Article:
The Chinese bypassed the log export ban by buying sawmills in Srpska

In order to avoid the ban on the transportation of logs, which has been in force in Bosnia and Herzegovina since June, Chinese buyers came up with the idea of buying a sawmill in the area of Pelagićevo and doing minimal processing in it, that is necessary to obtain proper documentation and continue with their old practice.


This was confirmed for the CAPITAL portal by several sources who stated that the opening of the brent, where the first slot will be made, is being prepared, so that the log, which is no longer in the documents, will find its way into one of the ships that take them to China.


The sawmill was bought in the area of Pelagićevo. In this sawmill, as far as I know, minimal cutting of the logs is planned, which would change the condition from roundwood to a product that has undergone one processing stage, just for the shade.


As such, he is no longer declared as roundwood in BiH and can go abroad", he says.


Our source says that even without this, China has brought disruption to the market with its interest in our wood. The story is that the Chinese were interested and bought the logs for a significantly higher sum of money than their market price.


They caused a disturbance


The Chinese made a disturbance here because they covered the prices with money and even paid more than that, which caused uncontrolled logging, which left us with not enough raw material to use. Otherwise, there is little oak in public forests, most of it is in private ownership. Thats why the ban came in handy, but I see that they found a way to continue exporting to avoid the ban”, he said.


Realistically, there is no clear illegality here, says our second source. Anyone who is engaged in this business and has money has the right to come to us and buy a sawmill, buy logs, process them and export products and semi-products. It is a completely different matter that the status of domestic businessmen, which should have been protected by the ban on the export of roundwood, is thus violated.


People come from outside and buy companies and enter companies and buy logs privately. Its not illegal, but it endangers us. As a wood industry, we dont even have half of the raw material, and what we do have is being exported mercilessly. If they make a board out of those logs, they are not doing anything illegal, but if it serves them to circumvent the rules, then we are in trouble again”, says our source.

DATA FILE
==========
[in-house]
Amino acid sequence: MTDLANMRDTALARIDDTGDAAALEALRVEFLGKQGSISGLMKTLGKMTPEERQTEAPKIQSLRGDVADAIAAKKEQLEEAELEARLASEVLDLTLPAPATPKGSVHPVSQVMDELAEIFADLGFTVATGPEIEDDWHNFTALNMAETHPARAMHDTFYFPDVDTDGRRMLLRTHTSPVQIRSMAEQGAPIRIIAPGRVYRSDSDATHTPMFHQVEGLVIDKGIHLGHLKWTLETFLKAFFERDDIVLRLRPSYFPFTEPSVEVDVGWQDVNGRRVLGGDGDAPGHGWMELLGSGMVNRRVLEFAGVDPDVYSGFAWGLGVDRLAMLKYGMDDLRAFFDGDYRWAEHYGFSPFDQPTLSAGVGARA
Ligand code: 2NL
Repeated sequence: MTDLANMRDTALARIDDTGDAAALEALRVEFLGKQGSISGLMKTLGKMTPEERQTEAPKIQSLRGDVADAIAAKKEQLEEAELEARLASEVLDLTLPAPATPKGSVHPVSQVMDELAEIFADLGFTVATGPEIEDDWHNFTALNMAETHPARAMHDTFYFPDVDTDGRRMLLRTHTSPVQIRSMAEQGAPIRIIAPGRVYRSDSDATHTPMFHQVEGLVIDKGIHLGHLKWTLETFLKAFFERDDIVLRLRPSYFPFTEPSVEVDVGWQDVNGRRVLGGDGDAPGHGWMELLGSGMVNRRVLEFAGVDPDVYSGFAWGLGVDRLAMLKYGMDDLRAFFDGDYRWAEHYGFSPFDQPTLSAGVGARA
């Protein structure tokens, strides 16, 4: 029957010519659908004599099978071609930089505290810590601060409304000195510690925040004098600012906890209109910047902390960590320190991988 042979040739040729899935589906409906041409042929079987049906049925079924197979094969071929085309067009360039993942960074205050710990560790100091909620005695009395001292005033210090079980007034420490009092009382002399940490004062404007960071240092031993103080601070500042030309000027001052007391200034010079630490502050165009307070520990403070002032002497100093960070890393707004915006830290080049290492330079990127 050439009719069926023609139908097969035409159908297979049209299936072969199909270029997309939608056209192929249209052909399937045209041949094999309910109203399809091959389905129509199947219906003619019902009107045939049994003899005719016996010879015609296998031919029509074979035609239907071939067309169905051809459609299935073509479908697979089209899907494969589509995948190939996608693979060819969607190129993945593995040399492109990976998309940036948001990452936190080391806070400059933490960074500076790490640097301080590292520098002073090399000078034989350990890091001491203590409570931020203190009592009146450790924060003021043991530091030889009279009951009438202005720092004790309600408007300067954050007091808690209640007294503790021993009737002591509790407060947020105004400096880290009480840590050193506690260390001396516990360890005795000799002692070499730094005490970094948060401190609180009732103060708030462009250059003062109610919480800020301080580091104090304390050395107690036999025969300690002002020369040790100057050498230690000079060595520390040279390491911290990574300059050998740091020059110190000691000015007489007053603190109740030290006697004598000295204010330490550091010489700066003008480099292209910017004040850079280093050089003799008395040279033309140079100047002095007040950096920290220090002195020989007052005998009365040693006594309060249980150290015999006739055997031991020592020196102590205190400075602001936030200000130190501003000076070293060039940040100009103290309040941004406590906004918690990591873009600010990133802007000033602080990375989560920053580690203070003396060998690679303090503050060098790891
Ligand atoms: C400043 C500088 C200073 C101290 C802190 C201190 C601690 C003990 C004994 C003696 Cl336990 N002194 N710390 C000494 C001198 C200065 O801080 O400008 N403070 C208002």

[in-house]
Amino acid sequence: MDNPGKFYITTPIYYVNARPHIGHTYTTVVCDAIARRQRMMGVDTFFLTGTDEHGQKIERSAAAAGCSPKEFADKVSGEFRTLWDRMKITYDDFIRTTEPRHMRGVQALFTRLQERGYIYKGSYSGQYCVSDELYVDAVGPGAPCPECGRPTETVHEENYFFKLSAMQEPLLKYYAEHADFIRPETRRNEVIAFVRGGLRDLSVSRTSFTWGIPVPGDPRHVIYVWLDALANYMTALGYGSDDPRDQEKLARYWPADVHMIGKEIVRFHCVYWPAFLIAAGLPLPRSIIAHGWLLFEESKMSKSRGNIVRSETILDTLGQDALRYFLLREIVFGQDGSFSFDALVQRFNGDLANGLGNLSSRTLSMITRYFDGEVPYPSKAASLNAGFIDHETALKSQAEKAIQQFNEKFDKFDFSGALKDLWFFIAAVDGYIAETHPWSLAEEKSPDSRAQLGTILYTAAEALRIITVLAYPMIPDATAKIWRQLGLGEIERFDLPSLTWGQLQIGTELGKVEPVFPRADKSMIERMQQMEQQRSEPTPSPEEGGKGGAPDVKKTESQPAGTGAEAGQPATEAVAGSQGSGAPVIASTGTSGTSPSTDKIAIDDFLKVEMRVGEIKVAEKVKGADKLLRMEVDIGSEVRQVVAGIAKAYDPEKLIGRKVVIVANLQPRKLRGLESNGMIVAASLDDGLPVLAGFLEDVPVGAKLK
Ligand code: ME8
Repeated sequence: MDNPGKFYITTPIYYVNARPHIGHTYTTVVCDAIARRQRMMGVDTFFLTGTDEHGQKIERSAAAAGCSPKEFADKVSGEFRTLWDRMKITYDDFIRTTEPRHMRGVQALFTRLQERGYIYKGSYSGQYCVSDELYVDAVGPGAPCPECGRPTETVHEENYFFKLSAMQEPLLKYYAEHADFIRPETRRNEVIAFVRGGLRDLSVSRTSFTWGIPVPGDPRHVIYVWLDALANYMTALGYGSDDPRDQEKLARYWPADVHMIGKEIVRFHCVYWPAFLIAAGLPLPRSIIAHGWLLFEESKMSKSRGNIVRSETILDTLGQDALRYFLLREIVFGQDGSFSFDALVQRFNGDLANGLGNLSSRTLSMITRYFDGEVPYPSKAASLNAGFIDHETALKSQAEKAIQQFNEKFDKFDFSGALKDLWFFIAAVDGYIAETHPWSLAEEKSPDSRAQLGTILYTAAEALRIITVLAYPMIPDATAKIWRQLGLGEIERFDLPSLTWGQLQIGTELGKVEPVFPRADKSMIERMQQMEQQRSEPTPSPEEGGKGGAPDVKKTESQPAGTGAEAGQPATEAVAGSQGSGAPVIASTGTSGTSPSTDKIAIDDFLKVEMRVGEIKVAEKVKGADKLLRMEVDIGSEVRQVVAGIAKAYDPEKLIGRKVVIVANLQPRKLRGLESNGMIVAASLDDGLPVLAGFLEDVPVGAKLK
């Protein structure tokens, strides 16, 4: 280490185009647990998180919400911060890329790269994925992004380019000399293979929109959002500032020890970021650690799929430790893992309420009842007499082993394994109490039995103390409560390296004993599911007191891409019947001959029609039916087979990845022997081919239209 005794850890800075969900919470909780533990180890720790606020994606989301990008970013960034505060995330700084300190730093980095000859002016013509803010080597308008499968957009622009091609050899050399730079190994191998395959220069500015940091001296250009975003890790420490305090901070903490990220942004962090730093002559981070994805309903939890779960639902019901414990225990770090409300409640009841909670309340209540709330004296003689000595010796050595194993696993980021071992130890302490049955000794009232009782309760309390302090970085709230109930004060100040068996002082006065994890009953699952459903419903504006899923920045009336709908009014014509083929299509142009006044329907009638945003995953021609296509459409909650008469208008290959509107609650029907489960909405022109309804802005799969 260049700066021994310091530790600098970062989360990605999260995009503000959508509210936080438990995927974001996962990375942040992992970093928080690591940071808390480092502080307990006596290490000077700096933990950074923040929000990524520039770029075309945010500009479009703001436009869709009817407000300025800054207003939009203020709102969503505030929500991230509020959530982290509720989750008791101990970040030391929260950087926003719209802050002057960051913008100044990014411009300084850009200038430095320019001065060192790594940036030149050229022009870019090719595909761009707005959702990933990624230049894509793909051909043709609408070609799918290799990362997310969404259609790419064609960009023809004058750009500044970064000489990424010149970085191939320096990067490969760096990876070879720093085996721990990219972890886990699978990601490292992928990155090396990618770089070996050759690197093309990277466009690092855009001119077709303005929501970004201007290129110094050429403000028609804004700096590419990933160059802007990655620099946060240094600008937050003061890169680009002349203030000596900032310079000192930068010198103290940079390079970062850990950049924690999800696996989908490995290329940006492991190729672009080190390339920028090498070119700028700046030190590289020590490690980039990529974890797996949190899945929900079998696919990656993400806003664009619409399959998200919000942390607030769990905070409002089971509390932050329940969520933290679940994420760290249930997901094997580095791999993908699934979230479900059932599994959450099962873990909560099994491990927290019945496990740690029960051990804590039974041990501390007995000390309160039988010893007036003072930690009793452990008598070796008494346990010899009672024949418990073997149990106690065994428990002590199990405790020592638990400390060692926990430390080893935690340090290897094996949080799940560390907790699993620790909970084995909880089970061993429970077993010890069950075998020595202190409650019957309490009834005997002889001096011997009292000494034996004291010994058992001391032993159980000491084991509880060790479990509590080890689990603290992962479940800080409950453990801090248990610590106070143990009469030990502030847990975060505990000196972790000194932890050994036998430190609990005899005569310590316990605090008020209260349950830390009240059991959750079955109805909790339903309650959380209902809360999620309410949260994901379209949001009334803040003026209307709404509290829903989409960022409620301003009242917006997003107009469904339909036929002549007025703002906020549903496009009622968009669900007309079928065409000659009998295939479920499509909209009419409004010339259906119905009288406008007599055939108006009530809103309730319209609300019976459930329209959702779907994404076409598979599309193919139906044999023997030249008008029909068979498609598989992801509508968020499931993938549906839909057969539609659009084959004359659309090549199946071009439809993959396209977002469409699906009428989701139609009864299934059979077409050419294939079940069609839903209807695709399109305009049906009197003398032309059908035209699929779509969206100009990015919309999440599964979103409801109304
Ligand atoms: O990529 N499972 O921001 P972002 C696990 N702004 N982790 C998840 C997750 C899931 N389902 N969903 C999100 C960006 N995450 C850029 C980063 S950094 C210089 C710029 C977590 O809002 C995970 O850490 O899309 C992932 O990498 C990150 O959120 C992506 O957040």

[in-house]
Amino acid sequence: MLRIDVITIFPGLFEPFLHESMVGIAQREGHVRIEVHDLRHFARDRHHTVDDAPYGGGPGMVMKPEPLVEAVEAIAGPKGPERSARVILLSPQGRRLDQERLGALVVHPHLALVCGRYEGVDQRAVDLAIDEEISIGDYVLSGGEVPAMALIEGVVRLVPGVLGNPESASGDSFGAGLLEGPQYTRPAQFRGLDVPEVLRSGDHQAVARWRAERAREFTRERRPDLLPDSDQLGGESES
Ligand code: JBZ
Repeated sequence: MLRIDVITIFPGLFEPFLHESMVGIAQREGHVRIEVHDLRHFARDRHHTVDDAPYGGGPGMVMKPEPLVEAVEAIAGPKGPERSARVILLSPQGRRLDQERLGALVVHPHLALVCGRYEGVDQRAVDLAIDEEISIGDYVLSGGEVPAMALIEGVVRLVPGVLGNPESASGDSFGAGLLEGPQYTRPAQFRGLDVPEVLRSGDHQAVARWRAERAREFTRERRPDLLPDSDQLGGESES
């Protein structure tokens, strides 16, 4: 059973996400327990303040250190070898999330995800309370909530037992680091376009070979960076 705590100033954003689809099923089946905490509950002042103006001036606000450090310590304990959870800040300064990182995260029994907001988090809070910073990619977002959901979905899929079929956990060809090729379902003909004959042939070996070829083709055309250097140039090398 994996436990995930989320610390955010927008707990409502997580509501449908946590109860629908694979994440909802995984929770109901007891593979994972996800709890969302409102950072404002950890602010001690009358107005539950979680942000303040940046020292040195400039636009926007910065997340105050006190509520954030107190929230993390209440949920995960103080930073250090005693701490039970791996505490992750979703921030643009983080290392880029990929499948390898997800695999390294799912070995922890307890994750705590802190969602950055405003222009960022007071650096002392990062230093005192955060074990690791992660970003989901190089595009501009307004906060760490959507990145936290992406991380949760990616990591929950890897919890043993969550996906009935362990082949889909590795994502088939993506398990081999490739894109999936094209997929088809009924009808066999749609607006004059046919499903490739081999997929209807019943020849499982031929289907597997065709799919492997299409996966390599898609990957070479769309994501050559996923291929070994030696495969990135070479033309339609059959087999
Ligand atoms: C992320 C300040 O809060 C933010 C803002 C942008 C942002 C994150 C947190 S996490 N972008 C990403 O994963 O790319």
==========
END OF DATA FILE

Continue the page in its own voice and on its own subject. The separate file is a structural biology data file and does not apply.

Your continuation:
The mayor of the municipality of Pelagićevo, Slavko Tešić, confirmed for CAPITAL that a Chinese company bought the facilities of the former "Jursik" warehouse.


The former construction material warehouse “Jursik” was sold to a Chinese company, but, as far as I know, they have not started work yet. They bought halls, and they told me that the ban messed up their plans and that part of the hall was on someone else s land, so they were late with the works while they were solving that problem”,  explained Tešić.


He says he doesnt know the customers name and that he communicated with a man named Pim, because he was the only one who knew Serbian.


I spoke with him once. They bought a private company owned by someone from Bijeljina. They told me that they would be looking for workers and that they would need 20 of them, but I would have heard if work had started”, said Tešić.


Huge subsidies for roundwood


The state of China gives its citizens enormous incentives to import roundwood, which the Chinese previously used to use and come to BiH with bags full of cash, where they bought logs at much higher prices, which they then exported to their country in containers.


This was happening before the BiH authorities woke up from their winter sleep and banned the export of logs and pellets abroad on June 15 this year, after they had been voting against this protection measure for several months.


Until then, the logs were transported via Brčko Port, where they were brought by trucks, repacked into containers, and sailed to China by ship.


Most of the purchased oak was privately owned, for which the Chinese paid from 600 to 900 KM per cubic meter, while the average price of oak charged by “Šume Srpske” is around 230 KM per cubic meter.


Because of this, illegal logging also increased, as many tried to take advantage of the huge demand and the states complete lack of interest in protecting its producers.


Also, the wood processors claimed at the time that the resale of logs that “Šume Srpske” sells to companies, which is prohibited by contracts, is also very active.

CAPITAL/A. Pisarević

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